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PHUKET: “You’re not sick; you’re thirsty. Don’t treat thirst with medication,” says Dr. F. Batmanghelidj, author of the acclaimed book Your Body’s Many Cries for Water.

We all know that water is essential to life and that in fact it makes up more than 70 per cent of most living things. We also know that although we can survive weeks without food, a person will die within a few days without water. That should say it all.

I agree with Dr. F. Batmanghelidj and believe that most people are suffering from dehydration, especially in a climate like Thailand, and that this is making a lot of people weak, tired, sick. And yes, it even contributes to their being overweight. Let’s look at water’s functions to support these points.

Water regulates ALL body functions, including:

1. Our chemical messengers: the hormones

2. Dealing with the slow killer – inflammation

3. Nutrient uptake – you are what you assimilate, not just what you eat

4. Cell activity and energy production – that is why starting the day with a coffee instead of water is such
a bad idea

5. Detoxification – water is the cheapest and most powerful supplement to get rid of toxins

I could continue, but hopefully you get the point…

How do you know if you are dehydrated?

According to Dr. F. Batmanghelidj, a “dry mouth is one of the very last indicators of dehydration. By the time dry mouth becomes an indicator of water shortage, many delicate functions of the body have been shut down. This is exactly how the aging process is established – through a loss of enzyme function. A dehydrated body loses sophistication and versatility.”

So instead of focusing on the symptoms of dehydration, simply focus on building a habit to never get even close to that stage.

Here are my water rules:

1. Start the day with a minimum of two medium-sized glasses of clean, pure water

2. Drinking is amazing for curbing hunger, so before reaching for food, drink some water

3. Drink more water at the start of the day as drinking too late at night may disturb your sleep by getting
you up often to go to the bathroom

4. Try not to drink too much during meals, as it can dilute the stomach acid which is used to break down your food.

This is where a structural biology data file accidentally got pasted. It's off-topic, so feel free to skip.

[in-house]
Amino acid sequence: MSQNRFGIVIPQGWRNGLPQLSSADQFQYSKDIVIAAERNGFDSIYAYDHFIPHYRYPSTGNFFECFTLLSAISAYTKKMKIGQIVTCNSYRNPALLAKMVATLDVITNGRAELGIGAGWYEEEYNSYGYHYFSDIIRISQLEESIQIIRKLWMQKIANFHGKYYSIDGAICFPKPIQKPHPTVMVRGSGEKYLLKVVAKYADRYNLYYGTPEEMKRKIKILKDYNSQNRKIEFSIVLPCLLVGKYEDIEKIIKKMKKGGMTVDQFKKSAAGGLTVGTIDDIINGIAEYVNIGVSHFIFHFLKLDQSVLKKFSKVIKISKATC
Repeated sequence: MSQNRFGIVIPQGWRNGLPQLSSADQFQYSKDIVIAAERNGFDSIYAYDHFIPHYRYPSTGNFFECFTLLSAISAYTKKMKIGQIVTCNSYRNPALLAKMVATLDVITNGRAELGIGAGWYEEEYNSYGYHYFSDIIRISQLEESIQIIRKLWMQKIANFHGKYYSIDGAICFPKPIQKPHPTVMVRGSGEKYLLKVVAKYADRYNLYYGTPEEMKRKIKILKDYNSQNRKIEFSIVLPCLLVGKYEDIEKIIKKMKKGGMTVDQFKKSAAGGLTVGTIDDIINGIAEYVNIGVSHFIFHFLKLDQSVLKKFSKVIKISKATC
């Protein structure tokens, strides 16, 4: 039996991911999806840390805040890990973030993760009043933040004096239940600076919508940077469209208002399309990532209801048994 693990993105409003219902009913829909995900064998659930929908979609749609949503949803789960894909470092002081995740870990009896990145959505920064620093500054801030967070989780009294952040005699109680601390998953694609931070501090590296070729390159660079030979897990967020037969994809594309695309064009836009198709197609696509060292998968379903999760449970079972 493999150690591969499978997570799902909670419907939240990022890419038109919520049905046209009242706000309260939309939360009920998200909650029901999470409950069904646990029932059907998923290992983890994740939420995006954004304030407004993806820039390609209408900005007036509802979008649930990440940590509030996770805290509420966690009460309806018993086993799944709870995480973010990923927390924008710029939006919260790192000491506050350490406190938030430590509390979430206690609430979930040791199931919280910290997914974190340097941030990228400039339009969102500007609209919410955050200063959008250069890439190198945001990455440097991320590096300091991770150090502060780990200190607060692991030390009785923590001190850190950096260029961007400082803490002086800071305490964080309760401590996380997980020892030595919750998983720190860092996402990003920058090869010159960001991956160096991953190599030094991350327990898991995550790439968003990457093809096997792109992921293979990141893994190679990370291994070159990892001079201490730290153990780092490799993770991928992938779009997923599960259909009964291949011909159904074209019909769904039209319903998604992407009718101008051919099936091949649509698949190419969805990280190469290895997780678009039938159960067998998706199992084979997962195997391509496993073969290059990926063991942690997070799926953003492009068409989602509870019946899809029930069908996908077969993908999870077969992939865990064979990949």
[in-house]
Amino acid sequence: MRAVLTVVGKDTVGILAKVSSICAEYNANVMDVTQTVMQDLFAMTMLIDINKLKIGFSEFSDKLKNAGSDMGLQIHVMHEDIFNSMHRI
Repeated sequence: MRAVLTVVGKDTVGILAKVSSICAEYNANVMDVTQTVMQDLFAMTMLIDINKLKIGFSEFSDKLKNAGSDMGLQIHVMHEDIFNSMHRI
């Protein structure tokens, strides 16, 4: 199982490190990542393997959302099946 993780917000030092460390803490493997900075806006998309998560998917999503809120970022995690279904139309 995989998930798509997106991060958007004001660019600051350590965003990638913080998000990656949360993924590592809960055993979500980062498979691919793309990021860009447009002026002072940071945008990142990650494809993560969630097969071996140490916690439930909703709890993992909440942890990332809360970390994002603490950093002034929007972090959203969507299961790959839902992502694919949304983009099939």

So how much water do you need each day?

There’s no simple answer here, it depends on many factors, including your weight, body fat percentage, activity levels, climate, sex, age,and so on.

But the two standard views suggest either:

Eight standard size glasses of water per day

Half your body weight in ounces, so someone weighing 90kgs needs to drink 100 ounces or around three liters a day.

A good way to assess your hydration level is to pay attention to your perception of thirst and the color of your urine. That means always drinking before you feel thirsty and producing 1.5 liters or more of odorless, colorless urine per day.

Dangers of water

We understand the importance in Phuket of clean drinking water but unfortunately the alternative for many is regularly consuming bottled water which comes not only with the obvious environmental issues but also potential health problems from the chemicals like:

BPA – Bisphenol A or BPA is an estrogen-mimicking chemical that has been linked to a host of serious health problems including:

Learning and behavioral problems

Altered immune system function

Early puberty in girls and fertility problems

Decreased sperm count

Prostate and breast cancer

Diabetes and obesity

Phthalates – Phthalates make plastics like polyvinyl chloride (PVC) more flexible, but in the body they disrupt our important hormones.

The alternative to plastic bottles

In my home we have installed a high quality water filter, which I think is a great investment. After drawing the filtered water from the tap, we then transfer it into glass – not plastic – for refrigeration. When carrying water around, we use BPA-free bottles, including the metal version SIGG brand (see http://mysigg.com).

Many worry about the dangers of some water filters taking minerals away from water. Ways to increase fluid levels, but get still plenty of nutrients include:

1. Increase vegetable intake

2. Make more soups, especially bone broths

3. Try freshly-made (not in a box) vegetable and fruit juices. (But if you are overweight keep the fruit content below 10 per cent.)

And finally: watch out for over-consuming CAFFEINE, SUGAR and ALCOHOL which can dehydrate the body.

Craig Burton is a Certified Sports Nutritionist (CISSN) with a Bachelor of Science
degree (Sports Science) and a National Academy of Sports Medicine (PES) certification.

— Craig Burton